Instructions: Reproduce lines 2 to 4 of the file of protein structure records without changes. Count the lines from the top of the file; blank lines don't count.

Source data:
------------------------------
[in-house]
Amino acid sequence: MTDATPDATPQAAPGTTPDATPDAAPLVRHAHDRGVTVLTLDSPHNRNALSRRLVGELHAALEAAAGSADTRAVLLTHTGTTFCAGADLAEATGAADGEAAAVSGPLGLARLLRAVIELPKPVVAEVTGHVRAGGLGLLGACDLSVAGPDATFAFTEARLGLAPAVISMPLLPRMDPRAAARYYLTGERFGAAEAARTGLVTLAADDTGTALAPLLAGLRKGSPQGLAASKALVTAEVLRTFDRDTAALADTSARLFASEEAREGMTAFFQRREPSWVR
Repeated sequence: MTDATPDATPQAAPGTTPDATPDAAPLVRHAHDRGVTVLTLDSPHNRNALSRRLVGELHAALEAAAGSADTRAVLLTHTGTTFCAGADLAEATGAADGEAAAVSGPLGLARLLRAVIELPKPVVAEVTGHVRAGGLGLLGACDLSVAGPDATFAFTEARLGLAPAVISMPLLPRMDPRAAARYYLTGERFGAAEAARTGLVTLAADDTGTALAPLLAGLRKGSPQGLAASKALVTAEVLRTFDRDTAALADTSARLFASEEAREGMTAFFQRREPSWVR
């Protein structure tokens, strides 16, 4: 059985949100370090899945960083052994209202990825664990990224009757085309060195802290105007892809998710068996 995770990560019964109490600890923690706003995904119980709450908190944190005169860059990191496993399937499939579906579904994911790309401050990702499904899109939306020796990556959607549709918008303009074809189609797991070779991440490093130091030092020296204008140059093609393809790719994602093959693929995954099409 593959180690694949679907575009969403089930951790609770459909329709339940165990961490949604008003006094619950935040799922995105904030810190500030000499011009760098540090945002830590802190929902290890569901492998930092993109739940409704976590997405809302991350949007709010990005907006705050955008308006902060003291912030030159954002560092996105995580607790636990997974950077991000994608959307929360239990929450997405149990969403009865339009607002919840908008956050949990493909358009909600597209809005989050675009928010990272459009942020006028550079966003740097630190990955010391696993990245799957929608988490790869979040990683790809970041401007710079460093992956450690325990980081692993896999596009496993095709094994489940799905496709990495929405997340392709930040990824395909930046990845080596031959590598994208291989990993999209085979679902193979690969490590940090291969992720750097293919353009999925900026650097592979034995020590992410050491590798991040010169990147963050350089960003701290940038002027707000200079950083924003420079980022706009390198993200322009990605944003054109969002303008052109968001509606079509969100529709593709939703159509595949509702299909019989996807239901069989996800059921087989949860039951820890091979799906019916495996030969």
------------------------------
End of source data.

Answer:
Amino acid sequence: MTDATPDATPQAAPGTTPDATPDAAPLVRHAHDRGVTVLTLDSPHNRNALSRRLVGELHAALEAAAGSADTRAVLLTHTGTTFCAGADLAEATGAADGEAAAVSGPLGLARLLRAVIELPKPVVAEVTGHVRAGGLGLLGACDLSVAGPDATFAFTEARLGLAPAVISMPLLPRMDPRAAARYYLTGERFGAAEAARTGLVTLAADDTGTALAPLLAGLRKGSPQGLAASKALVTAEVLRTFDRDTAALADTSARLFASEEAREGMTAFFQRREPSWVR
Repeated sequence: MTDATPDATPQAAPGTTPDATPDAAPLVRHAHDRGVTVLTLDSPHNRNALSRRLVGELHAALEAAAGSADTRAVLLTHTGTTFCAGADLAEATGAADGEAAAVSGPLGLARLLRAVIELPKPVVAEVTGHVRAGGLGLLGACDLSVAGPDATFAFTEARLGLAPAVISMPLLPRMDPRAAARYYLTGERFGAAEAARTGLVTLAADDTGTALAPLLAGLRKGSPQGLAASKALVTAEVLRTFDRDTAALADTSARLFASEEAREGMTAFFQRREPSWVR
């Protein structure tokens, strides 16, 4: 059985949100370090899945960083052994209202990825664990990224009757085309060195802290105007892809998710068996 995770990560019964109490600890923690706003995904119980709450908190944190005169860059990191496993399937499939579906579904994911790309401050990702499904899109939306020796990556959607549709918008303009074809189609797991070779991440490093130091030092020296204008140059093609393809790719994602093959693929995954099409 593959180690694949679907575009969403089930951790609770459909329709339940165990961490949604008003006094619950935040799922995105904030810190500030000499011009760098540090945002830590802190929902290890569901492998930092993109739940409704976590997405809302991350949007709010990005907006705050955008308006902060003291912030030159954002560092996105995580607790636990997974950077991000994608959307929360239990929450997405149990969403009865339009607002919840908008956050949990493909358009909600597209809005989050675009928010990272459009942020006028550079966003740097630190990955010391696993990245799957929608988490790869979040990683790809970041401007710079460093992956450690325990980081692993896999596009496993095709094994489940799905496709990495929405997340392709930040990824395909930046990845080596031959590598994208291989990993999209085979679902193979690969490590940090291969992720750097293919353009999925900026650097592979034995020590992410050491590798991040010169990147963050350089960003701290940038002027707000200079950083924003420079980022706009390198993200322009990605944003054109969002303008052109968001509606079509969100529709593709939703159509595949509702299909019989996807239901069989996800059921087989949860039951820890091979799906019916495996030969």